The three-way interactions in the Taiwan Strait are likely to produce two unpleasant outcomes. One is war in the Taiwan Strait. Beijing’s perceptions about Taipei’s independence-driven provocations and Washington–Taipei collusion have made it increasingly likely that Beijing may take the island by force.

The other outcome is a potential downgrade or even suspension of diplomatic relations between the United States and China. Washington has largely reneged on its commitments related to Taiwan it made in 1979, including not having formal diplomatic relations, abrogating the mutual defence treaty with Taiwan, and not stationing military personnel in Taiwan. To Beijing, these commitments were the political foundation for its diplomatic relationship with Washington. After all, the two countries could not establish diplomatic relations largely because of their disagreements over Taiwan for 20 years after the People’s Republic of China was founded. Despite this context, the Xi–Biden meeting on 14 November 2022 in Bali did offer some hope for potential improvements in relations between China and the United States. Both leaders agreed to resume contact and dialogue on several fronts. Beijing and Washington have since followed up with some pragmatic gestures. But fundamental differences between the two sides remain and US Congress is unwilling to change its hard-line approach toward China. As the world enters 2023, the relationship between the two world’s most consequential powers is likely to remain in choppy waters.

In conclusion, the United States should also avoid symbolic political gestures that needlessly aggravate Beijing, focusing instead on substantive measures that make Taiwan and forward deployed U.S. forces in Asia stronger and more resilient. That means U.S. officials and politicians, including members of the U.S. Congress and those campaigning for office, should refrain from making politically advantageous but strategically damaging statements about Taiwan[3]. Recent calls for clarity in the U.S. defense commitment to Taiwan are unnecessary to enhance the credibility of threat because the PRC leadership already anticipates that the United States would intervene in a cross-Strait conflict, although Beijing does not know how intensively or effectively Washington would do so. An unconditional U.S. defense commitment would, however, likely undercut the essential component of assurance in deterrence by appearing to restore the U.S.-ROC alliance relationship and providing a blank check to future politicians on the island advocating for de jure independence. Similarly, calling for formal recognition of Taiwan as a sovereign state as has former Secretary of State Mike Pompeo or for the stationing of significant U.S. forces on the island in peacetime, as has former National Security Advisor John Bolton, or for Taiwan to be designated as a “non-NATO ally” as did the original language of the Taiwan Policy Act, may all sound like ways to bolster deterrence of a cross-Strait conflict. But if these policies were adopted, they would undercut assurances to Beijing that are an essential element of deterrence and thereby greatly increase, rather than decrease, the likelihood of conflict across the Taiwan Strait.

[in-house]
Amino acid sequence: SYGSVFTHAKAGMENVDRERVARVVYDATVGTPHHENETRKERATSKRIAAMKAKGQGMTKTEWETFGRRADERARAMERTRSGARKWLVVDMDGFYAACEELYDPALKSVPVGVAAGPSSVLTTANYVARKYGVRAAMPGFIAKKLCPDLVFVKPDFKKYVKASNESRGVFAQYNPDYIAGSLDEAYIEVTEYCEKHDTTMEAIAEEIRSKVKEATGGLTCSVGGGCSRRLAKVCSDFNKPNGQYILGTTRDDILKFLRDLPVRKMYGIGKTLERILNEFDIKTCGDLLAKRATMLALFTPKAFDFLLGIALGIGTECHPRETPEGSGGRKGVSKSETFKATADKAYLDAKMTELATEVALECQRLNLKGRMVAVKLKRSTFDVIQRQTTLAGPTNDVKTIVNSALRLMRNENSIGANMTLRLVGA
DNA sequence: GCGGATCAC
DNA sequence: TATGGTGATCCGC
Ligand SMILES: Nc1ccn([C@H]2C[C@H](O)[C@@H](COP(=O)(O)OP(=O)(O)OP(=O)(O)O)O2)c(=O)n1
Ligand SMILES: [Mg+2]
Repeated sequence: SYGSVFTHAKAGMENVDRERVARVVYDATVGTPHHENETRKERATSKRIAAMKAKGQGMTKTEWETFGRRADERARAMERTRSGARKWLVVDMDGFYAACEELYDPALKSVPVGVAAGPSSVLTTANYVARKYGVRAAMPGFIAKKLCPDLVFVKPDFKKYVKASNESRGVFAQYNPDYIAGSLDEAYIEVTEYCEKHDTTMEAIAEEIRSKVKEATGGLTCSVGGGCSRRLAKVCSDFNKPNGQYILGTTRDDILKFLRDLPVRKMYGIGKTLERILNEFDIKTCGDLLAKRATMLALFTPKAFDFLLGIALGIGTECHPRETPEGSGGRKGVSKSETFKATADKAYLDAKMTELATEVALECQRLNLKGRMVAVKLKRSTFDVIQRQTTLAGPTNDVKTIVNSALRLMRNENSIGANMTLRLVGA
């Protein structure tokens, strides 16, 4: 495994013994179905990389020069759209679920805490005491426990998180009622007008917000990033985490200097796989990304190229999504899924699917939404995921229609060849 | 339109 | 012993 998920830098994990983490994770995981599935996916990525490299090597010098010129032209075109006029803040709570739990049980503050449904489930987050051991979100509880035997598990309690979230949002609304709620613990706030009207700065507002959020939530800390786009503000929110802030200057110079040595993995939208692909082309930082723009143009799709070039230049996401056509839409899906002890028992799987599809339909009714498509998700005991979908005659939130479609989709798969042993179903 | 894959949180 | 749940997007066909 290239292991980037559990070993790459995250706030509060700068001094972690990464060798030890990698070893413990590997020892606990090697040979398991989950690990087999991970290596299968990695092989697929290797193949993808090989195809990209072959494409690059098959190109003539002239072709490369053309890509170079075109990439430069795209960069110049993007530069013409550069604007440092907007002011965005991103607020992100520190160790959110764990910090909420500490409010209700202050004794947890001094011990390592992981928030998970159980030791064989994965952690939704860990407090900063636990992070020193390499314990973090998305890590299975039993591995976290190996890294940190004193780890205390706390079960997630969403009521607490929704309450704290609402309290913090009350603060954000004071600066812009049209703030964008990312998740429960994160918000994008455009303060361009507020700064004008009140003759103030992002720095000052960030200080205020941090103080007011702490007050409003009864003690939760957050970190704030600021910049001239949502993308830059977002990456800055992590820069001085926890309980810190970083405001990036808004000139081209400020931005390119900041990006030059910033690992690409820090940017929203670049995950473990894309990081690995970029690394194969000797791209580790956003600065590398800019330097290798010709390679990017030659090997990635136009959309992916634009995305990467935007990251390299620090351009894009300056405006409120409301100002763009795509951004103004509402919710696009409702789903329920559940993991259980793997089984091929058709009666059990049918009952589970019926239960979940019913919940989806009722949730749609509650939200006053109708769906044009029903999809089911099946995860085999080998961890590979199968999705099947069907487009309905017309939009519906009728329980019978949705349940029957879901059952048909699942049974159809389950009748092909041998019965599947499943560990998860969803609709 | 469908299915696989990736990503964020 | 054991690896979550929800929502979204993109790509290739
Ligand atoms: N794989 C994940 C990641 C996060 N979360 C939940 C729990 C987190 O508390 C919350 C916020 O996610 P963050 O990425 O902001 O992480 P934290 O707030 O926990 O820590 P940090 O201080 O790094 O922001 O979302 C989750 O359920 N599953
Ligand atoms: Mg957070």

[2] Davidson: China Could Try to Take Control of Taiwan In ‘Next Six Years’- USNI News

[3] Chris Murphy, Now China has changed its policy towards Taiwan, America should too, The Economist, Sept. 1, 2022.